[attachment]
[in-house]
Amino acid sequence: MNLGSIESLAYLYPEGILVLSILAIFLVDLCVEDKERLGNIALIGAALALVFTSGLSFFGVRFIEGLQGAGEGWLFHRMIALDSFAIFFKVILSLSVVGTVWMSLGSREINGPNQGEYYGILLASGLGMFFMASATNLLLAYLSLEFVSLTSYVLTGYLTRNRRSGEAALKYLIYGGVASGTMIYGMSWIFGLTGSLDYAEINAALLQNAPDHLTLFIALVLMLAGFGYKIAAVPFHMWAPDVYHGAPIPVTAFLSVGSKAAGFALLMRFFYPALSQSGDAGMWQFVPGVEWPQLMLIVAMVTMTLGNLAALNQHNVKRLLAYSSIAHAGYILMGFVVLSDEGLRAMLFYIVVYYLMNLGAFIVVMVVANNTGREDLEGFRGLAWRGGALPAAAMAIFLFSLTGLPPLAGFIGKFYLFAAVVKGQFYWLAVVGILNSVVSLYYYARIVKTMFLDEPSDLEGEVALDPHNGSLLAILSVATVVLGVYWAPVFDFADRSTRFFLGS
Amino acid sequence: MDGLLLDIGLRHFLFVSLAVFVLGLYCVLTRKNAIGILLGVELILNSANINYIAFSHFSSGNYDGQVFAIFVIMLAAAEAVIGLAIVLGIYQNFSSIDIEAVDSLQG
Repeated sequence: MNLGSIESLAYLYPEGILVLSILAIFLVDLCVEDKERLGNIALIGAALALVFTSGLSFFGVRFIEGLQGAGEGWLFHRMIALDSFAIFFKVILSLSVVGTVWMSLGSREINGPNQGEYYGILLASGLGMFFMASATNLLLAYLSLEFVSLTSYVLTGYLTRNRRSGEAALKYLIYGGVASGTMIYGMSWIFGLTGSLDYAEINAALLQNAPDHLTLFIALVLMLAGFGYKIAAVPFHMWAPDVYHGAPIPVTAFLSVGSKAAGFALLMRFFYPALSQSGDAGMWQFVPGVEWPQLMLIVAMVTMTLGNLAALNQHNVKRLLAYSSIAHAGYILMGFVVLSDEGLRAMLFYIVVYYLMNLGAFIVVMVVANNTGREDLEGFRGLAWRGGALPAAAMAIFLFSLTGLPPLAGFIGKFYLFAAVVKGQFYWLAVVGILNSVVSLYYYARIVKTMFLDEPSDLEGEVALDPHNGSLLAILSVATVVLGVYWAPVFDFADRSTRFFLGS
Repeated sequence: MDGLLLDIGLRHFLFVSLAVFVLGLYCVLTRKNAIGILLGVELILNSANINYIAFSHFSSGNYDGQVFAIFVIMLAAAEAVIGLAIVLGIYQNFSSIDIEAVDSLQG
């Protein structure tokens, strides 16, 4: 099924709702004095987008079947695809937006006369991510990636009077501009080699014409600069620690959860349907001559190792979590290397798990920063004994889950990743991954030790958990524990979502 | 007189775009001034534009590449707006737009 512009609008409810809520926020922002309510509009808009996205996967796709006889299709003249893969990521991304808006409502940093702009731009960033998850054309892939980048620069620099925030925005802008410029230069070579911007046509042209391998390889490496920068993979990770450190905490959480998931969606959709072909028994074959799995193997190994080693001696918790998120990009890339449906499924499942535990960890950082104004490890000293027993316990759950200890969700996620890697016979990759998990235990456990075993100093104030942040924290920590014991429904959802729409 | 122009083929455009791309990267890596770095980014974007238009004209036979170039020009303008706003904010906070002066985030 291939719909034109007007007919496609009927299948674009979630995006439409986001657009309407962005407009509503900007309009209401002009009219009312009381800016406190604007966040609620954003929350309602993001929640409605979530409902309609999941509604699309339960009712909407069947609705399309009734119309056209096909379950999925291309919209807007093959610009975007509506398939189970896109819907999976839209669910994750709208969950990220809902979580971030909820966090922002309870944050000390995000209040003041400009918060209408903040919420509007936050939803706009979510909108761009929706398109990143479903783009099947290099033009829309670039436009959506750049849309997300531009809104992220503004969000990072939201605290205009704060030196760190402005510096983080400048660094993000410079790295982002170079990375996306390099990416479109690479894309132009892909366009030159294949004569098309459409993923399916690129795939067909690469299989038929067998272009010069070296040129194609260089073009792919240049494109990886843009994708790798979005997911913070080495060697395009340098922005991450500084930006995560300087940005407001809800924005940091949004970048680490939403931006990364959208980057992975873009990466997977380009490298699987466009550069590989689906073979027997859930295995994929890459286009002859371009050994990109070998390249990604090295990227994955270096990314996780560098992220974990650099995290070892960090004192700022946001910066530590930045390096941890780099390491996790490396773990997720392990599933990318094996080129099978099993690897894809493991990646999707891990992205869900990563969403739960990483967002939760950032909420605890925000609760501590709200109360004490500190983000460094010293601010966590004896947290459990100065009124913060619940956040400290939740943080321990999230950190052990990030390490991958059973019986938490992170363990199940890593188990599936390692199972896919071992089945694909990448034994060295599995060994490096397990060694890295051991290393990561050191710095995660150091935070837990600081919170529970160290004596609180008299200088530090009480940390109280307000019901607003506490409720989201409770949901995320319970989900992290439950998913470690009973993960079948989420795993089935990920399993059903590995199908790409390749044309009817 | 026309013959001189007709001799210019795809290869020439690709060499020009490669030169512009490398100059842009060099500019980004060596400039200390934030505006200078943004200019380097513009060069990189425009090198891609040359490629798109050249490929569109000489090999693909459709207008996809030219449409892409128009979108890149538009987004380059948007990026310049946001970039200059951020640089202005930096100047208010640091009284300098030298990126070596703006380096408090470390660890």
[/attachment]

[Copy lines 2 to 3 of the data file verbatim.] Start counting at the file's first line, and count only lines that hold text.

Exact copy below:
Amino acid sequence: MNLGSIESLAYLYPEGILVLSILAIFLVDLCVEDKERLGNIALIGAALALVFTSGLSFFGVRFIEGLQGAGEGWLFHRMIALDSFAIFFKVILSLSVVGTVWMSLGSREINGPNQGEYYGILLASGLGMFFMASATNLLLAYLSLEFVSLTSYVLTGYLTRNRRSGEAALKYLIYGGVASGTMIYGMSWIFGLTGSLDYAEINAALLQNAPDHLTLFIALVLMLAGFGYKIAAVPFHMWAPDVYHGAPIPVTAFLSVGSKAAGFALLMRFFYPALSQSGDAGMWQFVPGVEWPQLMLIVAMVTMTLGNLAALNQHNVKRLLAYSSIAHAGYILMGFVVLSDEGLRAMLFYIVVYYLMNLGAFIVVMVVANNTGREDLEGFRGLAWRGGALPAAAMAIFLFSLTGLPPLAGFIGKFYLFAAVVKGQFYWLAVVGILNSVVSLYYYARIVKTMFLDEPSDLEGEVALDPHNGSLLAILSVATVVLGVYWAPVFDFADRSTRFFLGS
Amino acid sequence: MDGLLLDIGLRHFLFVSLAVFVLGLYCVLTRKNAIGILLGVELILNSANINYIAFSHFSSGNYDGQVFAIFVIMLAAAEAVIGLAIVLGIYQNFSSIDIEAVDSLQG